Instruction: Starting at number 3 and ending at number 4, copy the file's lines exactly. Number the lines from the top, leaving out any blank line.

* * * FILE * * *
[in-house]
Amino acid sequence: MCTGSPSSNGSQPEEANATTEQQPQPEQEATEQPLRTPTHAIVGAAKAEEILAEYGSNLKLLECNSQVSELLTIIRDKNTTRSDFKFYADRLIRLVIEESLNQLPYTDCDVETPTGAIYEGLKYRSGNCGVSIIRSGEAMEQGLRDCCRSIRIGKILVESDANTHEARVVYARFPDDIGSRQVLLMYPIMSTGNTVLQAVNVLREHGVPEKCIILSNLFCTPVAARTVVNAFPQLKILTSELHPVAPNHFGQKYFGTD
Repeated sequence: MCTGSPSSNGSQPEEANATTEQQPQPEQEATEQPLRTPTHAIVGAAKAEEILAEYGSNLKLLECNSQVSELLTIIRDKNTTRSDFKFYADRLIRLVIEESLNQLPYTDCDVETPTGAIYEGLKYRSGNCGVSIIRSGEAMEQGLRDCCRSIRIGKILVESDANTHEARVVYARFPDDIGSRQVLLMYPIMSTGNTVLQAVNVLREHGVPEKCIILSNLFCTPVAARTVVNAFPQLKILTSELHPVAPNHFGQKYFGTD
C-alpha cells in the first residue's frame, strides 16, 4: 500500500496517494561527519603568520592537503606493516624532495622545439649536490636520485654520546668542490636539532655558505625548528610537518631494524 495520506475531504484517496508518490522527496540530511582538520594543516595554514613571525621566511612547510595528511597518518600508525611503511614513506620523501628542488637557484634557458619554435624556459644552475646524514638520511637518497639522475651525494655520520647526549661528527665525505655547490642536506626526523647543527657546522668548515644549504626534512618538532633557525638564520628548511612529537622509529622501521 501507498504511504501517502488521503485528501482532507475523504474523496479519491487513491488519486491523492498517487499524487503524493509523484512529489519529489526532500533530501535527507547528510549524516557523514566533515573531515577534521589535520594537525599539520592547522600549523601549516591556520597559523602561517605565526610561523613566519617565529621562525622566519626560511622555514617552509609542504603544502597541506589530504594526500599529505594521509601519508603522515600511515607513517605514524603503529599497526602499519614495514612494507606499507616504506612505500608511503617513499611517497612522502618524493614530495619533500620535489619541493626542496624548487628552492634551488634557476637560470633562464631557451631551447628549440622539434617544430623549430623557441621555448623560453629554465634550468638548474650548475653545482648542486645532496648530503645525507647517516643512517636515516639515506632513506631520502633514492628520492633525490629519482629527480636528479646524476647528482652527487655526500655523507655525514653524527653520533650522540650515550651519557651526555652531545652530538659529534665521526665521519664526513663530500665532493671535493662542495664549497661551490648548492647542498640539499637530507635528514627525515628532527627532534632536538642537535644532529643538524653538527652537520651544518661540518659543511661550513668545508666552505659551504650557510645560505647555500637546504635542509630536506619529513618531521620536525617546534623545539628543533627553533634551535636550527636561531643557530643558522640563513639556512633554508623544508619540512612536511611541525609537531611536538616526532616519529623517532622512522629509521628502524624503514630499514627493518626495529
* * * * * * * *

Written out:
Repeated sequence: MCTGSPSSNGSQPEEANATTEQQPQPEQEATEQPLRTPTHAIVGAAKAEEILAEYGSNLKLLECNSQVSELLTIIRDKNTTRSDFKFYADRLIRLVIEESLNQLPYTDCDVETPTGAIYEGLKYRSGNCGVSIIRSGEAMEQGLRDCCRSIRIGKILVESDANTHEARVVYARFPDDIGSRQVLLMYPIMSTGNTVLQAVNVLREHGVPEKCIILSNLFCTPVAARTVVNAFPQLKILTSELHPVAPNHFGQKYFGTD
C-alpha cells in the first residue's frame, strides 16, 4: 500500500496517494561527519603568520592537503606493516624532495622545439649536490636520485654520546668542490636539532655558505625548528610537518631494524 495520506475531504484517496508518490522527496540530511582538520594543516595554514613571525621566511612547510595528511597518518600508525611503511614513506620523501628542488637557484634557458619554435624556459644552475646524514638520511637518497639522475651525494655520520647526549661528527665525505655547490642536506626526523647543527657546522668548515644549504626534512618538532633557525638564520628548511612529537622509529622501521 501507498504511504501517502488521503485528501482532507475523504474523496479519491487513491488519486491523492498517487499524487503524493509523484512529489519529489526532500533530501535527507547528510549524516557523514566533515573531515577534521589535520594537525599539520592547522600549523601549516591556520597559523602561517605565526610561523613566519617565529621562525622566519626560511622555514617552509609542504603544502597541506589530504594526500599529505594521509601519508603522515600511515607513517605514524603503529599497526602499519614495514612494507606499507616504506612505500608511503617513499611517497612522502618524493614530495619533500620535489619541493626542496624548487628552492634551488634557476637560470633562464631557451631551447628549440622539434617544430623549430623557441621555448623560453629554465634550468638548474650548475653545482648542486645532496648530503645525507647517516643512517636515516639515506632513506631520502633514492628520492633525490629519482629527480636528479646524476647528482652527487655526500655523507655525514653524527653520533650522540650515550651519557651526555652531545652530538659529534665521526665521519664526513663530500665532493671535493662542495664549497661551490648548492647542498640539499637530507635528514627525515628532527627532534632536538642537535644532529643538524653538527652537520651544518661540518659543511661550513668545508666552505659551504650557510645560505647555500637546504635542509630536506619529513618531521620536525617546534623545539628543533627553533634551535636550527636561531643557530643558522640563513639556512633554508623544508619540512612536511611541525609537531611536538616526532616519529623517532622512522629509521628502524624503514630499514627493518626495529